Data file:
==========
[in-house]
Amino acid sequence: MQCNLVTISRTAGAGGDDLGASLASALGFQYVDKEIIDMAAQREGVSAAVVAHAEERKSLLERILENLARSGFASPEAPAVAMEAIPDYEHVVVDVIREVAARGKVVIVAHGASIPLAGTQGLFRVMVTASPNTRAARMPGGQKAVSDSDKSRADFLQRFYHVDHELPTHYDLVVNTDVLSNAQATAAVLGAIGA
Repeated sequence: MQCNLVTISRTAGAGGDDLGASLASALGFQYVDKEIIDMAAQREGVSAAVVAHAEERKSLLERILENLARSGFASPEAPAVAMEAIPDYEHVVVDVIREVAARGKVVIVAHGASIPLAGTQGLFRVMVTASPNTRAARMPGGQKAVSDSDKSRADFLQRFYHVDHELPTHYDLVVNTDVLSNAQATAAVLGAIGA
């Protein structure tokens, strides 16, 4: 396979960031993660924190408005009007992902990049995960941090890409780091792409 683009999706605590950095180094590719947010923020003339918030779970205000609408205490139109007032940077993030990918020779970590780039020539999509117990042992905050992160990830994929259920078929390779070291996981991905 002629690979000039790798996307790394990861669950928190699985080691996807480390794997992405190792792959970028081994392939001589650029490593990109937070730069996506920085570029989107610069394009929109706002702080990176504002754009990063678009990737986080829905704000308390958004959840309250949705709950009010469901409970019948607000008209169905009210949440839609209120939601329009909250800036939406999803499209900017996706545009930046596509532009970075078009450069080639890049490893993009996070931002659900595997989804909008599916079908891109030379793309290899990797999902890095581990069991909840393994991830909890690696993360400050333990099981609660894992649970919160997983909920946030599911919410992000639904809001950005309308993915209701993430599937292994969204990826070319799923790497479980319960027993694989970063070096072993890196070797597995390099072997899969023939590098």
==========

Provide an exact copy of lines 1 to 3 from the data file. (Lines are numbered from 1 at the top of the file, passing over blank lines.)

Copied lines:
[in-house]
Amino acid sequence: MQCNLVTISRTAGAGGDDLGASLASALGFQYVDKEIIDMAAQREGVSAAVVAHAEERKSLLERILENLARSGFASPEAPAVAMEAIPDYEHVVVDVIREVAARGKVVIVAHGASIPLAGTQGLFRVMVTASPNTRAARMPGGQKAVSDSDKSRADFLQRFYHVDHELPTHYDLVVNTDVLSNAQATAAVLGAIGA
Repeated sequence: MQCNLVTISRTAGAGGDDLGASLASALGFQYVDKEIIDMAAQREGVSAAVVAHAEERKSLLERILENLARSGFASPEAPAVAMEAIPDYEHVVVDVIREVAARGKVVIVAHGASIPLAGTQGLFRVMVTASPNTRAARMPGGQKAVSDSDKSRADFLQRFYHVDHELPTHYDLVVNTDVLSNAQATAAVLGAIGA